After abrogation, the Indian government divided the Muslim-majority region into two federally administered territories. The purpose of revoking Article 370 was to transform the demography of Muslim-majority Kashmir by settling members of the Indian army, bureaucrats, and migrant labourers in the region. India’s ruling party, the Bharatiya Janata Party (BJP), has always been open about its strategy for resolving the Kashmir dispute through altering the state’s demographic composition. By rendering Kashmiris a minority in their own land, the outcome of any referenda on Kashmir’s future will be significantly impacted by non-Kashmiri settlers.
Now, the Indian government has announced a new set of domicile laws. These laws allow Indian citizens to permanently reside and buy land in Indian-occupied Kashmir if they have worked in the region for fifteen years or studied there for seven years. The children of Indian government officials are also eligible to obtain domicile certificates if their parents have lived in Kashmir for ten years, as are refugees from Pakistan.
Although the Indian army already occupies over 54,000 acres of land, the Indian administration has also lifted a requirement set in place in 1971 under which Indian security forces had to obtain a special certificate in order to acquire land in Kashmir. Since May 18, up to 400,000 people have been granted domicile certificates in Jammu and Kashmir. India has also amended several development acts to allow for permanent structures to be built on existing Indian armed forces encampments for troops and their families, as well as on areas desired by the Indian military. Last year, India moved almost 50,000 military and paramilitary personnel to the region, an addition to the 700,000 already stationed there. Kashmir continues to be the most densely militarized zone on earth. Many military camps are on private property or state government property. The designation of “strategic areas” for the army is another way of opening the door to the construction of settlements.
Indian Prime Minister Narendra Modi has justified the recent moves by saying that these measures will encourage economic development of the region, stabilize Kashmir, and provide jobs. The Indian government has allocated over 1,200 acres of state land toward industrial development for outside investors, over the demands of Kashmiris to focus instead on establishing agricultural land and creating green jobs. Arguably, the real barrier to development and stability in Kashmir is the brutality of India’s military occupation.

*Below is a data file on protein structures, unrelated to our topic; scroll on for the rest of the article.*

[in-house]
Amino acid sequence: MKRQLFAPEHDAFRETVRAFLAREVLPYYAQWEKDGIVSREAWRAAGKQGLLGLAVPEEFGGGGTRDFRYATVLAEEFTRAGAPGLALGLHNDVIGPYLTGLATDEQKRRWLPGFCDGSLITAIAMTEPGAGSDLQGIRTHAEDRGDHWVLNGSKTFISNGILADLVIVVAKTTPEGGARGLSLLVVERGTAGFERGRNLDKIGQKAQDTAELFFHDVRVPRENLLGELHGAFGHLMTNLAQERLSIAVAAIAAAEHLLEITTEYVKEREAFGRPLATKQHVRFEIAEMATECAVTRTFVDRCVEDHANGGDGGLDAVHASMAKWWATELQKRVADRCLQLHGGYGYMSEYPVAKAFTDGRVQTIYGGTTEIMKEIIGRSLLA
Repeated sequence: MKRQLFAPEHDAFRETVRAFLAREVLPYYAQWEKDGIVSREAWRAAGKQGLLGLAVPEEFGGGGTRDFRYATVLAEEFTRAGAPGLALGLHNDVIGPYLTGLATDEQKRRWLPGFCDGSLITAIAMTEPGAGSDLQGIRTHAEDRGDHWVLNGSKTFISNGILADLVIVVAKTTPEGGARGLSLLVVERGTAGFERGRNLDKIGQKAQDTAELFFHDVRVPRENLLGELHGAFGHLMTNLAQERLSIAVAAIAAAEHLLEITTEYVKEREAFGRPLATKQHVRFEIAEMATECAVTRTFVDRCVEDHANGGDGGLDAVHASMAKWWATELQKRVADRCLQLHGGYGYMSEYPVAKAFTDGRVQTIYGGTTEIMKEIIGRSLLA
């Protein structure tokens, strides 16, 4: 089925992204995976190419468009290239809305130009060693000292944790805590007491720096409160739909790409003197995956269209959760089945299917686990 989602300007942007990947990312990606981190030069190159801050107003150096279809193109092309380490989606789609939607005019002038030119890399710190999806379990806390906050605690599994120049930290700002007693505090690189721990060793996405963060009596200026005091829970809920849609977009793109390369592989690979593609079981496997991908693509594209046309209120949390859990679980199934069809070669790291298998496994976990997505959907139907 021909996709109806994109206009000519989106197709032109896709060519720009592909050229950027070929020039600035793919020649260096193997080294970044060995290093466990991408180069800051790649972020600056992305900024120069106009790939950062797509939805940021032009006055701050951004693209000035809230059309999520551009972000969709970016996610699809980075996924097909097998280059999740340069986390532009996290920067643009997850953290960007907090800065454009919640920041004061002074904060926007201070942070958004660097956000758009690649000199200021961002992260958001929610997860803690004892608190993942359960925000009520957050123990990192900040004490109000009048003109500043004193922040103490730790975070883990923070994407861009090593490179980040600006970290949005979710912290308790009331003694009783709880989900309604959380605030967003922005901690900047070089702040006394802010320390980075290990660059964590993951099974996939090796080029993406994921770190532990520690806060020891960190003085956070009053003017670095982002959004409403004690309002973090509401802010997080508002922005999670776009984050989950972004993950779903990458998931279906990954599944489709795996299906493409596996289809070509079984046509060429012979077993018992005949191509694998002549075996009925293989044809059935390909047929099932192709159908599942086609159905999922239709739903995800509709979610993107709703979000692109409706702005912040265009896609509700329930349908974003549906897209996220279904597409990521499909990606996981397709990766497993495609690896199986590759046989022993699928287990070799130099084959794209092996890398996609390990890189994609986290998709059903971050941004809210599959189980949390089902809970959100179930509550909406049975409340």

Given the recent moves by the Indian government to alter the demographic composition in Kashmir, we might anticipate the enactment of similar policies as those designed to disenfranchise Palestinians and de-populate Jerusalem of its indigenous population. With the expansion of eligibility for domicile extended to non-Kashmiris, Indian settlements are also likely to start appearing in Kashmir around military encampments. This is likely to have far-reaching consequences for Kashmiri security and movement.
Many Israeli settlements developed from outposts, which first appeared in the Occupied Palestinian Territories in the 1990s. Outposts are established by Jewish Israeli citizens and built on Palestinian territory without explicit authorization from the government. Most, however, are tacitly approved and supported by state institutions. While some outposts are not inhabited and consist of a guard tower or trailer as a means to confiscate Palestinian land and prevent Palestinians from accessing that land in a sort of holding pattern, others resemble residential neighborhoods and are placed next to existing settlements. Like settlements, outposts are often protected by a patrol road and security fence that mark its outer limits, and residents are entitled to protection from the Israeli Defense Forces. The physical infrastructure that connects an outpost to a settlement divides Palestinian land and restricts Palestinian movement and access to agricultural land. Another twenty percent of land that is officially recognized by Israel as Palestinian land is designated as a “closed military area,” and is often located between settlements.